the weaving of fabric blanks for use in the man 30 loom is controlled to cause the wan) to be skewed
ufacture of cheese bandages of the general type
gradually ?rst in one direction and then in the
described in the copending application of Ross
other direction in timed relation with the weav
C. Whitman, Serial No, 507,962, ?led in the
ing and pattern control thereof so that the suc
United States Patent O?ice October 28, 1943, now
cessive interwoven strip areas will be placed in
Patent No. 2,396,905, for improvements in the 35 alternately converging and diverging relation to
Manufacture of textiles. In accordance with
one another.
the teaching of that application, a fabric blank
Speci?cally in accordance with the invention, a
is woven consisting of a two-ply fabric having
novel and extremely simple apparatus is pro
interwoven strip areas uniting the fabric plies to
vided for carrying out the steps of applicant’s
form tubular cheese ‘bandages when severed from 40 method in the form of skew rods which are
the blank. The strip areas are preferably formed
placed adjacent each end of theloom and are con
to extend weftwise of the fabric blank and to be
trolled in timed relation with the pattern mech
spaced from one another WarpWise of the blank
anism of the loom to cause the warp to be skewed
so that each cheese bandage will have its longi
a predetermined maximum amount ?rst in one
tudinal axis extending transversely or weftwise 45 and then in the other "direction for the weaving
of the blank. For the production of tapered
of successive interwoven strip areas. The skew
cheese bandages, the interwoven strip areas are
rods are shifted from one to the other position
shaped, as by means of pattern controlled har
through the agency of a crank and a pawl and
nesses, to be placed in alternately converging
ratchet mechanism which serves to impart a
and diverging relation with ‘one another so that 50 stepped rocking movement to the skew rods dur
a series of cheese bandages of identical size are
ing the weaving of the fabric plies forming those
formed which, when severed from the blank, and
portions of the blank extending between the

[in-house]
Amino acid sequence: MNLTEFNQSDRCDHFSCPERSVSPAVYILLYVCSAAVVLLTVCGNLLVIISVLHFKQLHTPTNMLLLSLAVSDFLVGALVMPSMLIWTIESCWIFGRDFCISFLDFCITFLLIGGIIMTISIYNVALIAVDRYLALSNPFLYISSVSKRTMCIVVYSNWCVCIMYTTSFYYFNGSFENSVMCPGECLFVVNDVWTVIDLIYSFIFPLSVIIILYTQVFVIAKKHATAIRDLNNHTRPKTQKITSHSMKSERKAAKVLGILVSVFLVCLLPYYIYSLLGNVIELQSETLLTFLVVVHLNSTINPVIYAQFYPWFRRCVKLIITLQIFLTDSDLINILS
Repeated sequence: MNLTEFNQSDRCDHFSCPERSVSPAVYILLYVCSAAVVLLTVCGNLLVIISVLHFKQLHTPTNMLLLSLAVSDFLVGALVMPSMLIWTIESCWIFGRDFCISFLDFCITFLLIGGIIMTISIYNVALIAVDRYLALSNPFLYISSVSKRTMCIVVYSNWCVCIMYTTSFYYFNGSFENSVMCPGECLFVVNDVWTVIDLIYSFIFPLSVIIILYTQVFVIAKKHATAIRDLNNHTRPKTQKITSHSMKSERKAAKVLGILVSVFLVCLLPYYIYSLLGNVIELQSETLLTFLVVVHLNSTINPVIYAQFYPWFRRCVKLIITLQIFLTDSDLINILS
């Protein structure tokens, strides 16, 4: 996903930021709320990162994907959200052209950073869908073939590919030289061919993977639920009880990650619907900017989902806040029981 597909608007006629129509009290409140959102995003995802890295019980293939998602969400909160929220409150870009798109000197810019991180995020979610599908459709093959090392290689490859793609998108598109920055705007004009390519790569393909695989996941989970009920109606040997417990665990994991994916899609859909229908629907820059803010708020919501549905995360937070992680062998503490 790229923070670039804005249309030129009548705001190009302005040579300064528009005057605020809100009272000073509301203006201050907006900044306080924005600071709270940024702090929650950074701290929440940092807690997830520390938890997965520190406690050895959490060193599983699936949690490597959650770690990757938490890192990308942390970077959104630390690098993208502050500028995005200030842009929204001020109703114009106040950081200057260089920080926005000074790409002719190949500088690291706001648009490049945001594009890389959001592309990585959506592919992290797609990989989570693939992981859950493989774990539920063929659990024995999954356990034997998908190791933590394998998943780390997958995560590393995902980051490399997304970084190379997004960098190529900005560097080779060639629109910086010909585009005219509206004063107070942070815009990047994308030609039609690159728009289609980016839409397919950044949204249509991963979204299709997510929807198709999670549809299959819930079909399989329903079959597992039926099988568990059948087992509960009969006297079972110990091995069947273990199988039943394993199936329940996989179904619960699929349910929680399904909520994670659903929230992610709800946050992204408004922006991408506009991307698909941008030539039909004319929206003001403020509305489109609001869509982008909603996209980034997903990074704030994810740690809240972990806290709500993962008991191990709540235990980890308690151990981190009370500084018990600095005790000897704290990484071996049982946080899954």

opened out and‘ ?lled, will have the surface shape
adjacent interwoven strip areas.
of a frusto-conical section.
>
The several steps of applicant's method, the
- In' accordance with the'present invention, it is 55 form of apparatus employed forlpractici'ng said
2,410,394:
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method and the features of a fabric blank con
structed in accordance with said method will be
readily understood by one skilled in the art from
the following description taken in connection
with the accompanying drawings, in which Fig. l
is a somewhat fragmentary view in left side ele
vation of a loom embodying therein apparatus
adapting said loom for the weaving of a fabric
4
transversely extending fabric section including
the interwoven strip areas at each side thereof
is constructed and arranged to comprise two
cheese bandages placed end-to-end widthwise of
the fabric. It will be noted that the angular
position of the strip areas with relation to the
warp is-determined by the location and direction
taken by the individual ?lling picks of the inter
blank, in accordance with applicant’s method,
woven area.
Each interwoven strip area 12 is
trating particularly the ?oating skew rods and
injthe narrower portions of the fabric section
and fan outwardly to form the wide portions of
the fabric section.
In the illustrated form of blank produced in
accordance with the method" herein described,
only so much of the loom having been shown as is .10 inclined leftwardly across half the width of the
fabric and then rightwardly across the remaining
believed necessary to indicate the connection of
width of the fabric in accordance with the direc